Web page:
300 Days of Better Writing

May 12, 2010

Commas with Independent Clauses


The term independent clause refers to a complete sentence, whether it stands alone or is part of a longer sentence. It has a grammatical subject and a main verb, at a minimum. Consider this sentence:

“Tom loves Julie, and Julie loves Frank.”

This example has two independent clauses. The first is “Tom loves Julie,” and the second is “Julie loves Frank.” The two clauses are joined by “and,” so you need a comma before the “and.”

Whenever you join two independent clauses by a conjunction (and, but, or, yet, so, for, nor), put a comma in front of the conjunction. Now consider this sentence:

“Mary winked at me, and Bob sighed.”

If you leave out the comma before “and,” the reader will have to decide whether Mary winked at only me or if she winked at me and Bob. Only when the reader gets to “sighed” will he or she realize that Mary is winking at me and that Bob is the person sighing. This makes the sentence confusing, and the reader may have to re-read it to understand its meaning. That comma makes the sentence clear.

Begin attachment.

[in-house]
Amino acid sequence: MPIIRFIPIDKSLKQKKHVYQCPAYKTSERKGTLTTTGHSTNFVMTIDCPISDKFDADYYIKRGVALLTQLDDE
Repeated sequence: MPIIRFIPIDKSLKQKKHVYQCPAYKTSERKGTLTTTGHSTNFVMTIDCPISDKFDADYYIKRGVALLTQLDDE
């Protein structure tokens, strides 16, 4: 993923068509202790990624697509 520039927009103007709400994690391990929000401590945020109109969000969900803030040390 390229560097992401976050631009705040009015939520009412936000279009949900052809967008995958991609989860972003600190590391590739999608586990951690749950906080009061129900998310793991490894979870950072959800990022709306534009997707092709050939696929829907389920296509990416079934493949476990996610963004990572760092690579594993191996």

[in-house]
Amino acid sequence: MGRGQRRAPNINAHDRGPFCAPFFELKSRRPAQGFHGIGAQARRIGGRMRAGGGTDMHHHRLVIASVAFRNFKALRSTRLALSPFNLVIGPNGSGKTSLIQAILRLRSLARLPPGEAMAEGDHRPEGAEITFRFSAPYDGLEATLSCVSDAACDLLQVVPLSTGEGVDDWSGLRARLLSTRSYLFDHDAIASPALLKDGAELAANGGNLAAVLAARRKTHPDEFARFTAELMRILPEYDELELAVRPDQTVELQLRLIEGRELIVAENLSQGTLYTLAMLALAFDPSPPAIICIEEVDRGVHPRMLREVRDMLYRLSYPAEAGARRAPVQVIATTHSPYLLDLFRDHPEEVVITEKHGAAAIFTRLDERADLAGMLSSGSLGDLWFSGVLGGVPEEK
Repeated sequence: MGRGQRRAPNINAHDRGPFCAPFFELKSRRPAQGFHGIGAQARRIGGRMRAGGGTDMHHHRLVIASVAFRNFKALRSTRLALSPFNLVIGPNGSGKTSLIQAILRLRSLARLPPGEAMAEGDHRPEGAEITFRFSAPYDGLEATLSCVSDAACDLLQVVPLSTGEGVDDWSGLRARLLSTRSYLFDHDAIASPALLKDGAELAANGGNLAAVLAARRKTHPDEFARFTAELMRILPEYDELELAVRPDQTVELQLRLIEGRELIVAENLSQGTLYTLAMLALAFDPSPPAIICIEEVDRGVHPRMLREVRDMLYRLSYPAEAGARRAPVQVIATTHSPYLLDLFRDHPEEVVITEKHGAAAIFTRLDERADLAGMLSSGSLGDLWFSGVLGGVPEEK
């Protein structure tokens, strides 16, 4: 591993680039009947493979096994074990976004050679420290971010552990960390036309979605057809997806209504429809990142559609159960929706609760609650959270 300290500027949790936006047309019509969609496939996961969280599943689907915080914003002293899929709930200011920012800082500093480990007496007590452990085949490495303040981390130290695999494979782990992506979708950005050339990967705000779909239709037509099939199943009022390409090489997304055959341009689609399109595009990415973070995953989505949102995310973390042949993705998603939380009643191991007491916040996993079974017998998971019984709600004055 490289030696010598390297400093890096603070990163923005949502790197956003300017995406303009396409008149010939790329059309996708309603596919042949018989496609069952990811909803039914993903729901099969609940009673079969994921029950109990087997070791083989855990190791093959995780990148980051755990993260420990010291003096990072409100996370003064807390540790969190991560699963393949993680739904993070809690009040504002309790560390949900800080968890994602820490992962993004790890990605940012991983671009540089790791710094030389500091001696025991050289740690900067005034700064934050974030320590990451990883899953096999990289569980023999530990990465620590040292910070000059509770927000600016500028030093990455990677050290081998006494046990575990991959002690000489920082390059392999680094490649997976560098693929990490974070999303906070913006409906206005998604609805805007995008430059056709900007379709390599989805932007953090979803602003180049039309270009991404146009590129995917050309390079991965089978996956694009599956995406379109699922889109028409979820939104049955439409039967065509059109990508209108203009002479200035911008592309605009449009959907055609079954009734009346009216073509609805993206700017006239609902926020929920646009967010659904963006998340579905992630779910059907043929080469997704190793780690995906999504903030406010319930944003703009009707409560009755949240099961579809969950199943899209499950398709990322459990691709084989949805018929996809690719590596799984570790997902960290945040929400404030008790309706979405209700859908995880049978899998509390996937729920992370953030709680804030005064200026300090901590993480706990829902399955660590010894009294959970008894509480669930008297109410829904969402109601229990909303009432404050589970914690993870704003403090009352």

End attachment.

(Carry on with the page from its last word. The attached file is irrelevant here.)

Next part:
The commas in this article that follow this rule are in bold face.

(This is the tip for Day 2 in 300 Days of Better Writing, also available at Hostile Editing.)

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